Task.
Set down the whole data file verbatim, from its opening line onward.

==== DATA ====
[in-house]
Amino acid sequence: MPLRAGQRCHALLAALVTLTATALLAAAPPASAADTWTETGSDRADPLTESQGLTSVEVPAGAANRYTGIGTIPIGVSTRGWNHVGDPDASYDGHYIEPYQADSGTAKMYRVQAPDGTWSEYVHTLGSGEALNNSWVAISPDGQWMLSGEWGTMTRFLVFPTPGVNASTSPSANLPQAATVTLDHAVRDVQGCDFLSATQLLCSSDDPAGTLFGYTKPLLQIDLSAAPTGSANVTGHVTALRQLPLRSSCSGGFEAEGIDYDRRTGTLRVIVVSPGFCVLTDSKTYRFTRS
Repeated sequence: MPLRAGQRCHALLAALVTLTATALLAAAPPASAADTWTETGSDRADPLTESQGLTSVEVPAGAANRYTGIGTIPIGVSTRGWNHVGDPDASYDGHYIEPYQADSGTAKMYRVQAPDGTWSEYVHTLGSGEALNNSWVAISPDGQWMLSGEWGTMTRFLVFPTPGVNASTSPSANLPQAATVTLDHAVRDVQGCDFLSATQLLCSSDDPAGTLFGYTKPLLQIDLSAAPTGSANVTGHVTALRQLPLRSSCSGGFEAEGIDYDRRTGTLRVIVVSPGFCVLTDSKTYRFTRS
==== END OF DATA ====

[in-house]
Amino acid sequence: MPLRAGQRCHALLAALVTLTATALLAAAPPASAADTWTETGSDRADPLTESQGLTSVEVPAGAANRYTGIGTIPIGVSTRGWNHVGDPDASYDGHYIEPYQADSGTAKMYRVQAPDGTWSEYVHTLGSGEALNNSWVAISPDGQWMLSGEWGTMTRFLVFPTPGVNASTSPSANLPQAATVTLDHAVRDVQGCDFLSATQLLCSSDDPAGTLFGYTKPLLQIDLSAAPTGSANVTGHVTALRQLPLRSSCSGGFEAEGIDYDRRTGTLRVIVVSPGFCVLTDSKTYRFTRS
Repeated sequence: MPLRAGQRCHALLAALVTLTATALLAAAPPASAADTWTETGSDRADPLTESQGLTSVEVPAGAANRYTGIGTIPIGVSTRGWNHVGDPDASYDGHYIEPYQADSGTAKMYRVQAPDGTWSEYVHTLGSGEALNNSWVAISPDGQWMLSGEWGTMTRFLVFPTPGVNASTSPSANLPQAATVTLDHAVRDVQGCDFLSATQLLCSSDDPAGTLFGYTKPLLQIDLSAAPTGSANVTGHVTALRQLPLRSSCSGGFEAEGIDYDRRTGTLRVIVVSPGFCVLTDSKTYRFTRS